With permission of participants, most interviews were audiotaped and ceremonies were videotaped. I transcribed and translated these oral accounts into written English; Martín translated the ceremonies which were in K'iche' and I transcribed them from Spanish into English. In these transcriptions, I noted that a K'iche' speaker or Spanish speaker of K'iche' descent would refer to him/herself as "we" or as "one," not directly engaging in the personal pronoun "I." I have maintained this grammatical pattern in my English translation as I feel it conveys the sense of their identity, of being "of a people," part of an "event of being." In the case of translation from a text written in Spanish to English, I am responsible for its interpretation. Further, I recognize that this ethnographic text, written in English, takes place within relations of "weak" and "strong languages" that govern the international flow of knowledge (Asad 1986, 141-146). Finally, I suspect the metaphoric, relational, and multidimensional texture of the K'iche' language is flattened and objectified in English.
The primary goal of this book is to illuminate ancestral Maya spiritual beliefs and practices that have significance for individual, collective, and historical lives. This work is concerned with a viable spiritual tradition, the theology of which has woven itself into the fabric of Mayan life. It investigates this tradition's underpinning order and its theological constructs and processes while recognizing its distinct diversity in practical forms and methods. Marcus and Fischer write that ethnography should "continue to provide a convincing access to diversity in the world at a time when the perception, if not the reality, of this diversity is threatened by modern consciousness" (1986, 167). This ethnographic work intends to examine this "valid and significant" spirituality and treat it as seriously as we do other religious forms.
More specifically, illuminated through the narratives of Ajq'ijab', this work documents, contextualizes, and interprets the meaning of Maya spiritual practices and their public emergence since the mid-1980s. It further looks at the ways women and men are reappropriating ancestral cosmovision and logic, sacred time and place, and myth and ritual in the process of reconstructing viable identities and "practicing [their] own inventive loyalty toward self" (Minh-Ha 1991, 17).
It is my intention to create a polyphonic text, "to foreground dialogue as opposed to monologue, and emphasize the cooperative and collaborative nature of the ethnographic situation" (Tyler 1986, 126). The statements we hear come to us already dialogized, already thought and spoken about, already evaluated. Consequently each individual perspective is unique; words and forms exist in the speakers as they exist in their social world, as "living impulse," with a memory and an activity (Morson and Emerson 1990, 145). Each utterance embodies a worldview, a perspective shaped by his/her position. For clarification, I do not intend in any way to present the narratives as the Maya position nor to collapse their diverse standpoints for this emergence into one Maya view. Instead of interpreting what Bakhtin warns us is a false tendency toward reducing everything to a single consciousness (60), a unity of a world emerges that is essentially one of multiple voices and polyphonic. In this polyphony, we can hear the "living impulse" of a public emergence. This, then, is a cooperative story, one that is shaped by reflective dialogic activity. To accomplish these goals, the book is organized in the following manner:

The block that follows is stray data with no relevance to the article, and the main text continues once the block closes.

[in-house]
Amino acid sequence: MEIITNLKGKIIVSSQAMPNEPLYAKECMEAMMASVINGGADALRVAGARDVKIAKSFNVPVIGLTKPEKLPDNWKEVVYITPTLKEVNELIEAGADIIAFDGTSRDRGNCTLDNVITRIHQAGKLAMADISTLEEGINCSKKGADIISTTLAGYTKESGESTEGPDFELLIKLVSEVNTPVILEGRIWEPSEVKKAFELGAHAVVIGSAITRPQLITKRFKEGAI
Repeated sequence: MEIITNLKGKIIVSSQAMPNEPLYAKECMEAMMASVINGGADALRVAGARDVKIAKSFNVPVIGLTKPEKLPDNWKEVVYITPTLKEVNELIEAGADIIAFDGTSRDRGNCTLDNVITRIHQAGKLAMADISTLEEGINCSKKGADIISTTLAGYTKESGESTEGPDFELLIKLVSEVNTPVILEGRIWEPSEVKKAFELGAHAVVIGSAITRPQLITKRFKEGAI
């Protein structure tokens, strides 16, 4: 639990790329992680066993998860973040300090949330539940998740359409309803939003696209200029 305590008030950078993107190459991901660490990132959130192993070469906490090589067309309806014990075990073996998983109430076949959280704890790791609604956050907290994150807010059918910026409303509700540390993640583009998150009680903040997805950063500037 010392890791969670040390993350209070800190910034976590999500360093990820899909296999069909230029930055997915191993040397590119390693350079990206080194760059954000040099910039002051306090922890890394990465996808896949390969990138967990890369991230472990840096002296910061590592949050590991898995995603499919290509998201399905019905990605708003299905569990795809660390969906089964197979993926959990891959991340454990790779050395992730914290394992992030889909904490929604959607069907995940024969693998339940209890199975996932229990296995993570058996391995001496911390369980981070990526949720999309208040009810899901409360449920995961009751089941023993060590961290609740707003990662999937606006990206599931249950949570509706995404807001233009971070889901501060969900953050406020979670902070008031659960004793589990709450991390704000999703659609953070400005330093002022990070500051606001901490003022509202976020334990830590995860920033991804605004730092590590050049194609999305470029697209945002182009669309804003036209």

In Part 1, "The Florescence of Maya Spirituality," Chapter 1, "A New Cycle of Light," engages the public emergence of Maya spiritual practices, discussing the cultural and political context of this emergence and addressing the question of why this florescence is happening at this particular historical juncture. Chapter 2, "Maya Cosmovision and Spirituality," identifies the foundational principles and distinct marks of Maya cosmovision, the basis of Maya spirituality. In Part 2, "A Cultural Inheritance," Chapter 3, "Ajq'ijab'," focuses on the role, capacity, and responsibility of the Aj'qijab' as a key cultural inheritance, and is in many ways the heart of this research. Here, contemporary Ajq'ijab' interpret their lives and work. This chapter explores the activity of Maya Ajq'ijab' from the perspective of the philosophical anthropology of Mikhail M. Bakhtin, who states that "the problem of the soul from a methodological standpoint, is a problem in aesthetics" (1990, xl). I draw on Bakhtin because it is clear that he was interested in religion in terms of its immanent meaning for human consciousness as one of the categories through which the self is constructed.
Part 3, "The Aesthetics of Space, Time, and Movement," provides the conceptual blueprint for understanding distinct images of sacred space, time, and ritual practice, built up over time. This section investigates ethnography, archaeology, political history, mythology, and hieroglyphs to illuminate root meanings and transformed continuities in contemporary understandings and practices. Chapter 4, "Sacred Geography," addresses the reciprocity between humans and the earth, the mappings of sacred geography, and quatrefoil cartography as inscribed in ancient and contemporary landscapes. Chapter 5, "The Calendar," presents the Chol Q'ij, the 260-day sacred calendar, as the central matrix of a culture. Chapter 6, "Ceremony," investigates one form of spiritual practice, the ceremonial fire. It identifies the centrality of fire, its legacy in Mesoamerica, and how contemporary Ajq'ijab' understand the fire as a conduit between humans and the sacred. Attention is given to the reading of the fire as a form of discernment, as one way of knowing, in this spiritual praxis. Finally, Part 4, "Thinking, Contemplating, and Acting into the Future," contains Chapter 7, "The Ancient Things Received from Our Parents Are Not Lost," which raises issues, questions, and potentialities regarding the public reclamation of Maya spirituality.